We might better say that the ancient Pagans, to avoid persecution, stole a Christian Holiday. Certainly the idea of the Western All Saints being stolen from the Celtic “day of the dead” is not at all historic. Since the ancient religions did not write stuff down, we have no way of knowing from Pagan sources if the Festival of Tara was anything to do specifically with the dead or the “Veil between the worlds” getting thin. We don’t even know it was “New Year” for them – we may have made that up too. Like other pagan festivals some of this stuff may have carried over: the “bonfire holidays” in England are mostly pagan festivals that were transferred to Christian days. This is especially clear on St John’s day in the Summer when they light the midsummer bonfires. This tradition of moving traditions to the biggest party continued through history: in England, now, the Mid-Autumn bonfires are not lit on Halloween, but rather on Guy Fawkes Night (Nov 5) which is coincidentally much closer to 15 Degrees Scorpio.

The Aztecs?
Because huge parts of America are, largely, encultured by folks from Mexico and further South, it’s worth talking about the Day of the Dead, Dìa de los Muertos. It's one of my favourite times of the year to switch cultures: it's practically a public Holiday in San Francisco. We may have no idea at all what the ancient Celts did, but the Day of the Dead is a living, evolving tradition. Some Protestant commentaries are quick to point out that this is Paganism+Catholicism. But it is Catholicism – not paganism – that rules the day. When it is the other way around, it is a stolen holiday (again, stolen by the Neopagans).

The Aztec (Ancient Mexican) Calendar had almost 30 days dedicated to the dead in or around the Gregorian month of August. These were dedicated to the “Little Dead” (children) and the Adult Dead. It's likely that these were the ghosts of human sacrifices, as well as the ghosts of the beloved dead.

Within a few decades of the Spanish conquest all the traditions of these festivals had been transferred to the Catholic feasts of All Saints and All Souls. The Church didn’t move them there – nor did she “take over” the Aztec feasts. Instead – as in the case of the Celts and the other pagans – local traditions were, effectively, baptised when they got there. There were no human sacrifices anymore. But people still wanted to commemorate their dead. These traditions were seen as way-pointers on the way to Christ who is The Truth and therefore all things true point to him. There is nothing to be afraid of in the truth: nothing at all. And anything that really is True really is Christ.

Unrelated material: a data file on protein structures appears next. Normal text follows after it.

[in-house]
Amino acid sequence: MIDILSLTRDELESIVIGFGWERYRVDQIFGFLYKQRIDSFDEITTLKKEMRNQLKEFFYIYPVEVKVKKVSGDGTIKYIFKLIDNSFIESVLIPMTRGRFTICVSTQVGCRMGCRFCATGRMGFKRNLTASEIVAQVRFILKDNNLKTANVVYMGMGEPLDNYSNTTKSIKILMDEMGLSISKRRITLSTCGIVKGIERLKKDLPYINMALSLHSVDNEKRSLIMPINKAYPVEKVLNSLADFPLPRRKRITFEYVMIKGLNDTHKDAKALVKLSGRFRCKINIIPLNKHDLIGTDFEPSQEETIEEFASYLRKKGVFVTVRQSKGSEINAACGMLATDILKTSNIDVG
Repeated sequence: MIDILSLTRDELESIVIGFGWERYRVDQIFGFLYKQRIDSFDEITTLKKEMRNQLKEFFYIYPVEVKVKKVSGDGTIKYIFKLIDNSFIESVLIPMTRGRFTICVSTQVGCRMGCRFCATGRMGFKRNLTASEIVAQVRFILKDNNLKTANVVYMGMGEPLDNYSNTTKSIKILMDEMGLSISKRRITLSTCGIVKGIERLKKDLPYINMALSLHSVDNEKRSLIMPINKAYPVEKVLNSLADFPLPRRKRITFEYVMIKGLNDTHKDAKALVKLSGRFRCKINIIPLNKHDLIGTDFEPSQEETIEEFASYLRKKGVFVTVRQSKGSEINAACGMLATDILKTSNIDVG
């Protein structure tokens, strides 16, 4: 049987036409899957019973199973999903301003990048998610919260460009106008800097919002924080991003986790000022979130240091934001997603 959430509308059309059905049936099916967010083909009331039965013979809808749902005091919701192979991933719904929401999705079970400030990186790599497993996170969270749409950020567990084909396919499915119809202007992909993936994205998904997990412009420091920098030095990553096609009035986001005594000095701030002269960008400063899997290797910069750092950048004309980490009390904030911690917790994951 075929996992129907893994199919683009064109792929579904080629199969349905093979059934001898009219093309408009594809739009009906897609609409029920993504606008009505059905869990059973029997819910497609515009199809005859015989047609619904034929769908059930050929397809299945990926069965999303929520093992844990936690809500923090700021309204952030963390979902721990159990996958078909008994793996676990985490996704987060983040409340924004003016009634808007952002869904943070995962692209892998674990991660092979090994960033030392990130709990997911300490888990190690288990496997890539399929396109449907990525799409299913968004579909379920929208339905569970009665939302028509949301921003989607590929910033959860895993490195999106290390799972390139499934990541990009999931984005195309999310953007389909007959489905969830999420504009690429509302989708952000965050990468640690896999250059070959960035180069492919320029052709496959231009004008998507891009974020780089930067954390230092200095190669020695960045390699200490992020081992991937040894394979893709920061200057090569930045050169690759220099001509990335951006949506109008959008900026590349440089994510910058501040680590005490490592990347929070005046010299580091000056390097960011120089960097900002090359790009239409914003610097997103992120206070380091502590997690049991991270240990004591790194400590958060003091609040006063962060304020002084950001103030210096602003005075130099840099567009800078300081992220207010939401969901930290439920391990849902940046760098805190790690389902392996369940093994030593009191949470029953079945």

Now does any of this mean that the modern, Non-Christian silliness that goes on in Schools is really-Christian or even Anti-Christian? No. No more than singing “Rudolph the Red Nosed Reindeer” is an act of Christian piety although I know some who would file a lawsuit nonetheless. That said, let's be honest: most of the secular holidays that happen now - from Christmas to Easter to Halloween - are decidedly not Christian and should be avoided.  The revelries that happen on this night are lewd, crude and are often designed to mock Christianity. That is Satanic.

But bobbing for apples, trick or treating - or using this day and season to commemorate the dead and the departed are not Satanic at all.  In fact, it's an Orthodox practice that is so evidently healthy that even the pagans took it over: All Saints Day (and the Vigil) and All Souls Day and the whole month of November. Should the kids be allowed to have that fun? Well, that’s up to the parents.

One major point edited in in 2017: I'm Catholic! This is my holiday now.

NB: To be fair, the internet itself has a growing crop of research, and I'm not alone in this. But it's my blog so I can do this every year as long as I update it!

07 October 2017

I'm running for your heart.

Abba Lot came to Abba Joseph and said: Father, according as I am able, I keep my little rule, and my little fast, my prayer, meditation and contemplative silence; and, according as I am able, I strive to cleanse my heart of thoughts: now what more should I do? The elder rose up in reply and stretched out his hands to heaven, and his fingers became like ten lamps of fire. He said: If you wish you can become wholly flame.